• Create content switching vserver on port 80 with same IP as gateway address. This is where firewall rules, routes, etc. should be added. We are using the same IP address since we already know that the external DNS name of the website points to it. We will just communicate on port 80 in this example. If we wanted traffic to go through 443, we would be better-served mapping the responder policy to the gateway and instead of using in the expression, only present this responder policy when the path exactly matches the Let’s Encrypt trusted path.
  • Bind your responder policy to this content switching server. In this example, I have the responder policy answering all requests because the expression is set to “true” which matches all requests. If you wanted to be more granular you would instead create an expression that looked for a specific path in the request (for example).
  • Visit the http side of the URL you are wanting to cert (http://gateway.domain.com) and ensure that the resulting page is just the temporary text you entered in step 1.

Step 3: Create the certificate

  • In the PuTTY window on your Let’s Encrypt server we just really need to enter one command.  Of interest are the –email and –d parameters.  These will represent the FQDN of the site you are certing.  The e-mail address is not used in the process but will be part of the certificate that is issued, so it should be a real address.  In the example below I’m certing “domain.com”.  **also note that the screenshot represents a different domain but just because I took a screenshot from my lab, sorry for the inconsistency. **also also note that you don’t have to do 2k keys, the default is 4k.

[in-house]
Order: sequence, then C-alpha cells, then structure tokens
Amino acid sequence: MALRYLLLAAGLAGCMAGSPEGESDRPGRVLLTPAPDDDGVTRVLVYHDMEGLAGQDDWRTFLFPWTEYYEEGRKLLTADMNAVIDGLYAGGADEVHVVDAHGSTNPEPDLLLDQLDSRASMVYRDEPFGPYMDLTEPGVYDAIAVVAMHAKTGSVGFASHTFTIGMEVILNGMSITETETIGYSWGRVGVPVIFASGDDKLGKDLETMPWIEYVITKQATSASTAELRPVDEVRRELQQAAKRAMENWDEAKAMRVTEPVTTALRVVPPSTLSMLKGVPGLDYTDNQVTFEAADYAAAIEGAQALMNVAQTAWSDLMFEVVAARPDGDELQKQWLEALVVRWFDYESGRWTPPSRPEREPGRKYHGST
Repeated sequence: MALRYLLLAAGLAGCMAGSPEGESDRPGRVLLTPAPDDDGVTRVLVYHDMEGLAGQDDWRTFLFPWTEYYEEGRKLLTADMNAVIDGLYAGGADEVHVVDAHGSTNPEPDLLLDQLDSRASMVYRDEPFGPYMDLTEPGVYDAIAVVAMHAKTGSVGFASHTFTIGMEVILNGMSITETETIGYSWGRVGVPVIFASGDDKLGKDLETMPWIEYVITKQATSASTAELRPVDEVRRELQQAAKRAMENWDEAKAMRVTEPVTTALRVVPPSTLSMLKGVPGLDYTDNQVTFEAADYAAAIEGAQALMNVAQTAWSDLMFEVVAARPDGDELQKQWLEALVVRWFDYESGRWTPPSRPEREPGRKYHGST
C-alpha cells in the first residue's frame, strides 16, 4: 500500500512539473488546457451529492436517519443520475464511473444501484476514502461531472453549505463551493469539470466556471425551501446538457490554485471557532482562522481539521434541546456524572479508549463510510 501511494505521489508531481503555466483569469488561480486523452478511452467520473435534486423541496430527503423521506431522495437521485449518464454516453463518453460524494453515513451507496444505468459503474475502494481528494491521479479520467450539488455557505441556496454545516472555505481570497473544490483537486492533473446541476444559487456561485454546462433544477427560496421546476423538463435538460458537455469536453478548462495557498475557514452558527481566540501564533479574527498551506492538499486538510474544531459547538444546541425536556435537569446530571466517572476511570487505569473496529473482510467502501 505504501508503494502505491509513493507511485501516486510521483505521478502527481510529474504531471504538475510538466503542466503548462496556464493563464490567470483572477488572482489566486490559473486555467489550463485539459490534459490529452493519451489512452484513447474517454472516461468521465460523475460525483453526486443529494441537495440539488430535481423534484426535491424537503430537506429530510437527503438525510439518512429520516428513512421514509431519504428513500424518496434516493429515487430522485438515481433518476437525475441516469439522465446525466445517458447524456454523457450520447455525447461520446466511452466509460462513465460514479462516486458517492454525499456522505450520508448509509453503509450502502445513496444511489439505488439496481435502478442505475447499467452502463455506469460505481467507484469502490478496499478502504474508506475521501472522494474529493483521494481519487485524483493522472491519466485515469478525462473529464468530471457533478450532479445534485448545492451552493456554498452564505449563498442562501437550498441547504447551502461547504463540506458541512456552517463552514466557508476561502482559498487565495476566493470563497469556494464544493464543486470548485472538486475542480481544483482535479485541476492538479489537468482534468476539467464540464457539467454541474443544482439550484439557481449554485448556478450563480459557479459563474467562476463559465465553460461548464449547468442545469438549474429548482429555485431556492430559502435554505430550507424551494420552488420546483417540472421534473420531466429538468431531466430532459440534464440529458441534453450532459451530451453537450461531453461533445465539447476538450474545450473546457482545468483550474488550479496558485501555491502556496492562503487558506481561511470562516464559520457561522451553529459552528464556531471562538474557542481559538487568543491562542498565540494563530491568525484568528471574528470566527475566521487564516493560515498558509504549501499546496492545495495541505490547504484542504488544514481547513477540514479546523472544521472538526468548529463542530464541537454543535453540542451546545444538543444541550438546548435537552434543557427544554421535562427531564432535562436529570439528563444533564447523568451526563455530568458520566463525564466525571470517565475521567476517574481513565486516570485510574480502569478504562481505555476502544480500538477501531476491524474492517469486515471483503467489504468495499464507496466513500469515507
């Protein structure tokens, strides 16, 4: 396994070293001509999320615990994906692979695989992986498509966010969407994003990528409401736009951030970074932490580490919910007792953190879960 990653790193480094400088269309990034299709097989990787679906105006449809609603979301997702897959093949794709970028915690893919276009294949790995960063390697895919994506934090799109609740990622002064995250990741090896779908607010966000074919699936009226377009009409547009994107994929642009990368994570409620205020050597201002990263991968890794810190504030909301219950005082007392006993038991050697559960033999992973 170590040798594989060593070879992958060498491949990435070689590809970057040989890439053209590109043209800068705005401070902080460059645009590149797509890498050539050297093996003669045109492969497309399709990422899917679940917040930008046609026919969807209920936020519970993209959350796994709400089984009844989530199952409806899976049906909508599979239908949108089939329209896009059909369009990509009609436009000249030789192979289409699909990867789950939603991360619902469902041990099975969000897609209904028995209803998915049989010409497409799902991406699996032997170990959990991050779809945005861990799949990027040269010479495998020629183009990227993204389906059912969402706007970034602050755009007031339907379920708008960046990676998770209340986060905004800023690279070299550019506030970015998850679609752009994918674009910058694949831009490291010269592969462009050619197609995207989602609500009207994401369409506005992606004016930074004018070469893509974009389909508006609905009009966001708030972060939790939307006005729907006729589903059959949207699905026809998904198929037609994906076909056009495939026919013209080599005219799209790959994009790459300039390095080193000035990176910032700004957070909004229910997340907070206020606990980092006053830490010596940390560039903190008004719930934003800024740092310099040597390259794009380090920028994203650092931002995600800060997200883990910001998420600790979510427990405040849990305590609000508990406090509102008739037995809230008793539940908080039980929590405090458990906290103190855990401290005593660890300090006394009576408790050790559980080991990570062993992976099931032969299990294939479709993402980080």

letsencrypt-auto certonly --manual --email admin@domain.com -d domain.com --rsa-key-size 2048

    Don’t press enter yet!Note first few lines.  The path with acme-challenge would be the full path to use for a more specific responder policy.
  • The 4th line here with the long string of letters is the custom text that we will put into the html responder page. Just copy this text to the clipboard
  • Netscaler > AppExpert>Responder>HTML Page Imports
    1. open the LetsEncrypt html page, paste in the string of characters
  • Visit http://domain.com and ensure that the response is a page with the updated string of text.
  • Ok… now press enter in that PuTTY window. Let’s Encypt will validate that the page presented contains the expected text and will then issue the certificate, assuming that your responder is properly working and the response matches what Let’s Encrypt expects.
    1. Upon success, Let’s Encrypt will produce a set of files in /etc/letsencrypt/live/domain.com/.  These PEMs need to be converted before they will work with the netscaler.
      pem – the actual server cert
      chain.pem – the intermediate certificates required
      fullchain.pem – the server cert + the chain
      privkey.pem – the private key for the server cert

Step 4: Get the certs on the netscaler

  • Convert the certs to a Netscaler appropriate format.
     cd ~

     openssl rsa -outform der -in /etc/letsencrypt/live/domain.com/privkey.pem –out ~/domain.com.server.key

     openssl x509 -outform der -in /etc/letsencrypt/live/domain.com/cert.pem -out ~/domain.com.server.cer

     openssl x509 -outform der -in /etc/letsencrypt/live/domain.com/chain.pem -out ~/domain.com.chain.cer
  • Copy the certificates over to the netscaler
     scp ~/domain.com.* nsroot@&lt;netscalerip&gt;:/nsconfig/ssl
  • Install the certificates
    Netscaler > Traffic Management > SSL > Certificates
    Install server cert
  • Install chain
  • Select the domain.com_letsencrypt certificate and click Action, then Link and select the domain.com_letsencryptchain certificate.

You are now ready to bind the new cert to your ssl vserver or gateway!  Be sure to turn off your content switching vserver either by blocking it at the firewall, or disabling the vserver (or both).  You would only need to turn this back on in 90 days and repeat steps 3 & 4 to renew the certificate.

There are many ways to skin this cat, but I figured since I was issuing these certificates to my Netscaler Gateway anyway, I may as well use the Netscaler to play the role of the web tier too!

Happy certing!